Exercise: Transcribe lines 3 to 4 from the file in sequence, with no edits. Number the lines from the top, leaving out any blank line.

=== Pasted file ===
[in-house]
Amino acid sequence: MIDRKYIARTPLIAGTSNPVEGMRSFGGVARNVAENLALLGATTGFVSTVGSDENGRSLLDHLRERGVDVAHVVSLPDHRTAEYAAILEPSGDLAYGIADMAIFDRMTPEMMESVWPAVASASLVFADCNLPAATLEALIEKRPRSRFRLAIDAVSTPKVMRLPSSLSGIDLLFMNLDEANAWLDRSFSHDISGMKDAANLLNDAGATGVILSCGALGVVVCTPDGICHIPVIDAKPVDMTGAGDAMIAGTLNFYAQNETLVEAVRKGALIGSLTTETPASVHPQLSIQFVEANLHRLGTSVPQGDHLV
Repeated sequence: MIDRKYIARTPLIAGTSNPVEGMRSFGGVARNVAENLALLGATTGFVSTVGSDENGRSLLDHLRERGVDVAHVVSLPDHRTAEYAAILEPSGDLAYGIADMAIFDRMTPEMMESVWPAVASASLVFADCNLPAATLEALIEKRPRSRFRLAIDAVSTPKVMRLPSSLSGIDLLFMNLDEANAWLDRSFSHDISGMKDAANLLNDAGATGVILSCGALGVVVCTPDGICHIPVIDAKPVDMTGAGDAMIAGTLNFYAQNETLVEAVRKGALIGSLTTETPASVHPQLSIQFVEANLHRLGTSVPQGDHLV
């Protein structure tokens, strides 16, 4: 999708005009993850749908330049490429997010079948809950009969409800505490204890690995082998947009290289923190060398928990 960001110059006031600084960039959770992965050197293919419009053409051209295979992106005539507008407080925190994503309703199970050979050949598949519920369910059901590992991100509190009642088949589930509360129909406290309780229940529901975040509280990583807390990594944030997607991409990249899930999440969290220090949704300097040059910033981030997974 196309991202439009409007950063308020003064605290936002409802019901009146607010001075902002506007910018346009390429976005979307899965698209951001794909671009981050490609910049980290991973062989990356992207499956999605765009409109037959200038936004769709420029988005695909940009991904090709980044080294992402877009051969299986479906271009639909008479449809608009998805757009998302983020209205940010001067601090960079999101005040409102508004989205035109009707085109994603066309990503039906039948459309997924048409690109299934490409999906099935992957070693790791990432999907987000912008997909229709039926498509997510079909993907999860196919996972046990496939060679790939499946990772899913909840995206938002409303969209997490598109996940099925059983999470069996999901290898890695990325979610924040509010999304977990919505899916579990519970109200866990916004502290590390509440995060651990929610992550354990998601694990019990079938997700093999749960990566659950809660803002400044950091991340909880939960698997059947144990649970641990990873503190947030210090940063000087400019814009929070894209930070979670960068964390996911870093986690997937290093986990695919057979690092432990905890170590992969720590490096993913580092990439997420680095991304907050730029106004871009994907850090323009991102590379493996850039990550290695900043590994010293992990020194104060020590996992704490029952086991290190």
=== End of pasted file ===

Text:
Repeated sequence: MIDRKYIARTPLIAGTSNPVEGMRSFGGVARNVAENLALLGATTGFVSTVGSDENGRSLLDHLRERGVDVAHVVSLPDHRTAEYAAILEPSGDLAYGIADMAIFDRMTPEMMESVWPAVASASLVFADCNLPAATLEALIEKRPRSRFRLAIDAVSTPKVMRLPSSLSGIDLLFMNLDEANAWLDRSFSHDISGMKDAANLLNDAGATGVILSCGALGVVVCTPDGICHIPVIDAKPVDMTGAGDAMIAGTLNFYAQNETLVEAVRKGALIGSLTTETPASVHPQLSIQFVEANLHRLGTSVPQGDHLV
């Protein structure tokens, strides 16, 4: 999708005009993850749908330049490429997010079948809950009969409800505490204890690995082998947009290289923190060398928990 960001110059006031600084960039959770992965050197293919419009053409051209295979992106005539507008407080925190994503309703199970050979050949598949519920369910059901590992991100509190009642088949589930509360129909406290309780229940529901975040509280990583807390990594944030997607991409990249899930999440969290220090949704300097040059910033981030997974 196309991202439009409007950063308020003064605290936002409802019901009146607010001075902002506007910018346009390429976005979307899965698209951001794909671009981050490609910049980290991973062989990356992207499956999605765009409109037959200038936004769709420029988005695909940009991904090709980044080294992402877009051969299986479906271009639909008479449809608009998805757009998302983020209205940010001067601090960079999101005040409102508004989205035109009707085109994603066309990503039906039948459309997924048409690109299934490409999906099935992957070693790791990432999907987000912008997909229709039926498509997510079909993907999860196919996972046990496939060679790939499946990772899913909840995206938002409303969209997490598109996940099925059983999470069996999901290898890695990325979610924040509010999304977990919505899916579990519970109200866990916004502290590390509440995060651990929610992550354990998601694990019990079938997700093999749960990566659950809660803002400044950091991340909880939960698997059947144990649970641990990873503190947030210090940063000087400019814009929070894209930070979670960068964390996911870093986690997937290093986990695919057979690092432990905890170590992969720590490096993913580092990439997420680095991304907050730029106004871009994907850090323009991102590379493996850039990550290695900043590994010293992990020194104060020590996992704490029952086991290190």